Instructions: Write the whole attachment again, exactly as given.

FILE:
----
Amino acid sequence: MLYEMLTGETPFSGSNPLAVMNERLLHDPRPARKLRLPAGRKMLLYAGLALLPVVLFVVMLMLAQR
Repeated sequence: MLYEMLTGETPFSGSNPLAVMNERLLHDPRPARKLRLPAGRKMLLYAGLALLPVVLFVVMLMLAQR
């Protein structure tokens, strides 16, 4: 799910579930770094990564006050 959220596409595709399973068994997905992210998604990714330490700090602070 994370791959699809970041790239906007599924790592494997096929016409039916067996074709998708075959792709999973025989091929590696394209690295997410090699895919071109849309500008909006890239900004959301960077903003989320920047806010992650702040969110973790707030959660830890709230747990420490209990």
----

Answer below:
Amino acid sequence: MLYEMLTGETPFSGSNPLAVMNERLLHDPRPARKLRLPAGRKMLLYAGLALLPVVLFVVMLMLAQR
Repeated sequence: MLYEMLTGETPFSGSNPLAVMNERLLHDPRPARKLRLPAGRKMLLYAGLALLPVVLFVVMLMLAQR
């Protein structure tokens, strides 16, 4: 799910579930770094990564006050 959220596409595709399973068994997905992210998604990714330490700090602070 994370791959699809970041790239906007599924790592494997096929016409039916067996074709998708075959792709999973025989091929590696394209690295997410090699895919071109849309500008909006890239900004959301960077903003989320920047806010992650702040969110973790707030959660830890709230747990420490209990």